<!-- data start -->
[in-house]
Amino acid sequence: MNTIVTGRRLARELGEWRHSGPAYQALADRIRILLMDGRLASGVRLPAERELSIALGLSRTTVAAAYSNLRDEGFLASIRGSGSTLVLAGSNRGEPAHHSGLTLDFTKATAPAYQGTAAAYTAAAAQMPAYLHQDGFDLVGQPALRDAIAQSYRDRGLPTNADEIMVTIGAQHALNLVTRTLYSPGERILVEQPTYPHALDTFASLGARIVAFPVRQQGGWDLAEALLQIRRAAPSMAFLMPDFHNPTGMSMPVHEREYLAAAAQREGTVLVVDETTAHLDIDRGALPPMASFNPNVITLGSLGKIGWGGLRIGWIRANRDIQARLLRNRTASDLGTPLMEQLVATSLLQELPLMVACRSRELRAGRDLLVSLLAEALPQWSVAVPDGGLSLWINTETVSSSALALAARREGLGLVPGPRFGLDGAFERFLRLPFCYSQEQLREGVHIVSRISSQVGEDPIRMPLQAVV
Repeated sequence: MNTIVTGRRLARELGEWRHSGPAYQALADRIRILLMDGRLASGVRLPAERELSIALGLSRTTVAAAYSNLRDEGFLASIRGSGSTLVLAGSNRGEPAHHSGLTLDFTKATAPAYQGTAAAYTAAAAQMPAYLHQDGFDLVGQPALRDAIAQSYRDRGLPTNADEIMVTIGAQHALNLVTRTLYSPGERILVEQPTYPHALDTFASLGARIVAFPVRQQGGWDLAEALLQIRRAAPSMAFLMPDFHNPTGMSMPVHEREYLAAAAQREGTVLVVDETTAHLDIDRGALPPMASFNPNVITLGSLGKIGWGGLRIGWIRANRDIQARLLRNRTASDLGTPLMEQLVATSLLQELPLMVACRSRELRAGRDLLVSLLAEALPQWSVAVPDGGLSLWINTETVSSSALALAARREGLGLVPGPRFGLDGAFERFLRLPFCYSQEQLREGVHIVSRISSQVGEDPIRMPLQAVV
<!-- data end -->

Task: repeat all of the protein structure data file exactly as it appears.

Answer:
[in-house]
Amino acid sequence: MNTIVTGRRLARELGEWRHSGPAYQALADRIRILLMDGRLASGVRLPAERELSIALGLSRTTVAAAYSNLRDEGFLASIRGSGSTLVLAGSNRGEPAHHSGLTLDFTKATAPAYQGTAAAYTAAAAQMPAYLHQDGFDLVGQPALRDAIAQSYRDRGLPTNADEIMVTIGAQHALNLVTRTLYSPGERILVEQPTYPHALDTFASLGARIVAFPVRQQGGWDLAEALLQIRRAAPSMAFLMPDFHNPTGMSMPVHEREYLAAAAQREGTVLVVDETTAHLDIDRGALPPMASFNPNVITLGSLGKIGWGGLRIGWIRANRDIQARLLRNRTASDLGTPLMEQLVATSLLQELPLMVACRSRELRAGRDLLVSLLAEALPQWSVAVPDGGLSLWINTETVSSSALALAARREGLGLVPGPRFGLDGAFERFLRLPFCYSQEQLREGVHIVSRISSQVGEDPIRMPLQAVV
Repeated sequence: MNTIVTGRRLARELGEWRHSGPAYQALADRIRILLMDGRLASGVRLPAERELSIALGLSRTTVAAAYSNLRDEGFLASIRGSGSTLVLAGSNRGEPAHHSGLTLDFTKATAPAYQGTAAAYTAAAAQMPAYLHQDGFDLVGQPALRDAIAQSYRDRGLPTNADEIMVTIGAQHALNLVTRTLYSPGERILVEQPTYPHALDTFASLGARIVAFPVRQQGGWDLAEALLQIRRAAPSMAFLMPDFHNPTGMSMPVHEREYLAAAAQREGTVLVVDETTAHLDIDRGALPPMASFNPNVITLGSLGKIGWGGLRIGWIRANRDIQARLLRNRTASDLGTPLMEQLVATSLLQELPLMVACRSRELRAGRDLLVSLLAEALPQWSVAVPDGGLSLWINTETVSSSALALAARREGLGLVPGPRFGLDGAFERFLRLPFCYSQEQLREGVHIVSRISSQVGEDPIRMPLQAVV